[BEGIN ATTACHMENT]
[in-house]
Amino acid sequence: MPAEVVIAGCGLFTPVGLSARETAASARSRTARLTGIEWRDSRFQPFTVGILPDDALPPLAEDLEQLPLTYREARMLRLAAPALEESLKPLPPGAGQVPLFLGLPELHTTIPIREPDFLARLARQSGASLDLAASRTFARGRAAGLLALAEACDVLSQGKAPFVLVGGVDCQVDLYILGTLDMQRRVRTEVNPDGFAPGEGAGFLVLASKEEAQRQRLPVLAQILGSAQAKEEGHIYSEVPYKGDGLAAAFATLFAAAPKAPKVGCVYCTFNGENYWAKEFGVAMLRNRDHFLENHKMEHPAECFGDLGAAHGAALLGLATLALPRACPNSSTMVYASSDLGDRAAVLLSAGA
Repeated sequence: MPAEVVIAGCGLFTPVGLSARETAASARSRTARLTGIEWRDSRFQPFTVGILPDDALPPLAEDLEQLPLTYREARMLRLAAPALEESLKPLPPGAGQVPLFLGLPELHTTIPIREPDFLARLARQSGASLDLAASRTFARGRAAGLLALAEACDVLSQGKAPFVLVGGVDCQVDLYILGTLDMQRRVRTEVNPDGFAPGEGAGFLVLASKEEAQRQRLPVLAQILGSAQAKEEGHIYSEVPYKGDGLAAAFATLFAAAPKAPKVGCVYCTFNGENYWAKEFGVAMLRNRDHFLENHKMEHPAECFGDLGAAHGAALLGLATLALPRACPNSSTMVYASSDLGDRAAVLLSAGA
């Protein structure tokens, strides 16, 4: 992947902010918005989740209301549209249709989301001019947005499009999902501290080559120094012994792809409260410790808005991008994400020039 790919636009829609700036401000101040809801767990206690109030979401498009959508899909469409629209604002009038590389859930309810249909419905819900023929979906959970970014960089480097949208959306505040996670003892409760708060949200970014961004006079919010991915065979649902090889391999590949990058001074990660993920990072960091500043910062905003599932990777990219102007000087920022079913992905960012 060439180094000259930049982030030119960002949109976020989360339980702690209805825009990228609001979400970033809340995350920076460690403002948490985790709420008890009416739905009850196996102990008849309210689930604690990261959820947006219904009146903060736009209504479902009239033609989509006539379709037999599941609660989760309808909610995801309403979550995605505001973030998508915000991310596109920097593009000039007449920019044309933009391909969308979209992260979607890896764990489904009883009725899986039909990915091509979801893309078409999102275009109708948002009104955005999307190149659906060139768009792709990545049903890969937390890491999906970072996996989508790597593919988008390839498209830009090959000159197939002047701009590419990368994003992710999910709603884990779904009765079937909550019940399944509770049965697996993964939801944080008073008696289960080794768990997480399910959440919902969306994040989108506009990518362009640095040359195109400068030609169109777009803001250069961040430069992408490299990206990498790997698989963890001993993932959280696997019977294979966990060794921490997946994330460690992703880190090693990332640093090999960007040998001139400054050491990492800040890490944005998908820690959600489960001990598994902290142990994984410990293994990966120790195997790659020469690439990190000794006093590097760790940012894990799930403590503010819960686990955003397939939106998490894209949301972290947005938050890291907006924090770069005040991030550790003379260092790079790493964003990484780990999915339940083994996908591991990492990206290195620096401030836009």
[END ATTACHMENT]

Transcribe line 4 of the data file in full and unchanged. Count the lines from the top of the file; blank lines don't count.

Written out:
């Protein structure tokens, strides 16, 4: 992947902010918005989740209301549209249709989301001019947005499009999902501290080559120094012994792809409260410790808005991008994400020039 790919636009829609700036401000101040809801767990206690109030979401498009959508899909469409629209604002009038590389859930309810249909419905819900023929979906959970970014960089480097949208959306505040996670003892409760708060949200970014961004006079919010991915065979649902090889391999590949990058001074990660993920990072960091500043910062905003599932990777990219102007000087920022079913992905960012 060439180094000259930049982030030119960002949109976020989360339980702690209805825009990228609001979400970033809340995350920076460690403002948490985790709420008890009416739905009850196996102990008849309210689930604690990261959820947006219904009146903060736009209504479902009239033609989509006539379709037999599941609660989760309808909610995801309403979550995605505001973030998508915000991310596109920097593009000039007449920019044309933009391909969308979209992260979607890896764990489904009883009725899986039909990915091509979801893309078409999102275009109708948002009104955005999307190149659906060139768009792709990545049903890969937390890491999906970072996996989508790597593919988008390839498209830009090959000159197939002047701009590419990368994003992710999910709603884990779904009765079937909550019940399944509770049965697996993964939801944080008073008696289960080794768990997480399910959440919902969306994040989108506009990518362009640095040359195109400068030609169109777009803001250069961040430069992408490299990206990498790997698989963890001993993932959280696997019977294979966990060794921490997946994330460690992703880190090693990332640093090999960007040998001139400054050491990492800040890490944005998908820690959600489960001990598994902290142990994984410990293994990966120790195997790659020469690439990190000794006093590097760790940012894990799930403590503010819960686990955003397939939106998490894209949301972290947005938050890291907006924090770069005040991030550790003379260092790079790493964003990484780990999915339940083994996908591991990492990206290195620096401030836009």